The singer Seal performed at Wolf Trap Wednesday night, putting on a show that was something like the rain that caused the venue's lawn to blossom with umbrellas: on again, off again.

Supporting "Human Being," his first new record in four years, Seal (born Sealhenry Samuel in London to parents of Brazilian and Nigerian descent) was in fine voice in front of the capacity audience, but his set suffered from uneven pacing. Transferring his latest album's airy, sumptuous grooves to the stage proved problematic.

Working with a band of guitar, bass, drums and keyboards, Seal stayed on top vocally, but newer material like "Latest Craze" was run over by a hurried dance-floor groove, while "Human Beings" wilted under heavy-handed guitar work.

Better were songs that eased into the flow ("Newborn Friend," "Lost My Faith" and the moving "When a Man Is Wrong"), then surged into more expansive, sometimes explosive sections.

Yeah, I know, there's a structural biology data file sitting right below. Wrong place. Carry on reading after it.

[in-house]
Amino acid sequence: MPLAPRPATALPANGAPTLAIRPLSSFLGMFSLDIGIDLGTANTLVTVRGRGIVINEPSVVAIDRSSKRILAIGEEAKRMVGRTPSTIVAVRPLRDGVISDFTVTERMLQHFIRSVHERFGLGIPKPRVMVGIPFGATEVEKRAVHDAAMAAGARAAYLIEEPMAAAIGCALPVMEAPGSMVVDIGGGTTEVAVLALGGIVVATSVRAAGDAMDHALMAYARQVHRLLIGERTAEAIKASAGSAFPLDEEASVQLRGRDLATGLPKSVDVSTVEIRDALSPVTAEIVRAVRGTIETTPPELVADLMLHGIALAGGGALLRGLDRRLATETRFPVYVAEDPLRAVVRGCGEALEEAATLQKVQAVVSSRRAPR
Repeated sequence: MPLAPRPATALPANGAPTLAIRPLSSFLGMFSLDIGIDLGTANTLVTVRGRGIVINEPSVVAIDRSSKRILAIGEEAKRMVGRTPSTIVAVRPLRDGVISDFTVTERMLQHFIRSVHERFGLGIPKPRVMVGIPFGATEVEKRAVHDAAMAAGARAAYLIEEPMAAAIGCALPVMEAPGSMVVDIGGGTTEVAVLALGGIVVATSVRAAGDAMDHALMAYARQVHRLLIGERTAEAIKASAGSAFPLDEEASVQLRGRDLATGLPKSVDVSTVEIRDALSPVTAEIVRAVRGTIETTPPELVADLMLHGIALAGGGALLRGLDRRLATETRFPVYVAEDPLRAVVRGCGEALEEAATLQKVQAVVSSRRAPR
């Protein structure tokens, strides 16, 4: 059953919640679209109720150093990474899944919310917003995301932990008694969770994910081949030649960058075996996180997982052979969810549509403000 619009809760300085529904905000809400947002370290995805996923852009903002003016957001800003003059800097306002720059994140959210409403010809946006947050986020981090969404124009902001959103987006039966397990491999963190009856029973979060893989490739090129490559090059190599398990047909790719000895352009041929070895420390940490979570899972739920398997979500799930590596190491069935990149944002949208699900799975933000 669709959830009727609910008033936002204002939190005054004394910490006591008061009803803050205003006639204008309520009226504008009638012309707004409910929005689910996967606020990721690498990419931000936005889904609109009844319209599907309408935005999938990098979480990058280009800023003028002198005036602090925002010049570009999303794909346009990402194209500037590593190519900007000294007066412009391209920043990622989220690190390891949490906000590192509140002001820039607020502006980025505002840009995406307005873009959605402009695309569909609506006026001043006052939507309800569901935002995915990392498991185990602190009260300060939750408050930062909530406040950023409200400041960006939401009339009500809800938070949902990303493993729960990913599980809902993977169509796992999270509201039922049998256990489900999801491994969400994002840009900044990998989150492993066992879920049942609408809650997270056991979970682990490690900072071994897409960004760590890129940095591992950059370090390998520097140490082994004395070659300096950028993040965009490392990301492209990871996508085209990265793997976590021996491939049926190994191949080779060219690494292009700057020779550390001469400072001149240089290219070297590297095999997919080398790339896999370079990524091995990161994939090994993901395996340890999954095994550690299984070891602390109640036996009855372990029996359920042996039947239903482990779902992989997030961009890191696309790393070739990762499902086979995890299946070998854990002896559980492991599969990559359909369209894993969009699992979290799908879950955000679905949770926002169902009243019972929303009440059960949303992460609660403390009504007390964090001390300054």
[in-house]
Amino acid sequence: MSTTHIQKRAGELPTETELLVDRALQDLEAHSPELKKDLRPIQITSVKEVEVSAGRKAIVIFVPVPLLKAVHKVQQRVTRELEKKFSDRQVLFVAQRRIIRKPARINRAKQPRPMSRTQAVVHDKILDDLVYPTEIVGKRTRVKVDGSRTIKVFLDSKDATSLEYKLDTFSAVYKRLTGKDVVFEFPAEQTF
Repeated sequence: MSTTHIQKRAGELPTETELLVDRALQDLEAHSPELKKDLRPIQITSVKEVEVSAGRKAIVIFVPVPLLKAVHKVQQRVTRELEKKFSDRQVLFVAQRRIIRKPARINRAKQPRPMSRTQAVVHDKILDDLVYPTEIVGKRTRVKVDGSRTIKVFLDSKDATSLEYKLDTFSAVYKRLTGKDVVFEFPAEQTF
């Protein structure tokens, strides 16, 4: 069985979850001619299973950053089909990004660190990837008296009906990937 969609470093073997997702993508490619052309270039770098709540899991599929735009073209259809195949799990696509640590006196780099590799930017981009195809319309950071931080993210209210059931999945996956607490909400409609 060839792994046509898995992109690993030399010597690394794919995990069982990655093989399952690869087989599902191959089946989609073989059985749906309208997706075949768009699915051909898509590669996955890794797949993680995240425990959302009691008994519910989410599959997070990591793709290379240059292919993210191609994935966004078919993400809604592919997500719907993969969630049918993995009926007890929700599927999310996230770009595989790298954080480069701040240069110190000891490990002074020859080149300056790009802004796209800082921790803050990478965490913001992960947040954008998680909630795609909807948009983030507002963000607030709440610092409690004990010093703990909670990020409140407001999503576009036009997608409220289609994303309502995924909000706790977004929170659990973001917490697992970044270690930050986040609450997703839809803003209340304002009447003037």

Dressed in suave black garments and spotlighted in icy blues and pinks, Seal cut a statuesque figure. The crowd roared for "Prayer for the Dying" and "Kiss From a Rose," but each surge of momentum was deflated by the somewhat awkward ordering of the set list.

Ultimately, Seal came across like his latest recording--uneven, with moments of shining beauty and stasis. His art at a crossroads, he seems intent on exploring each avenue fully before choosing future directions.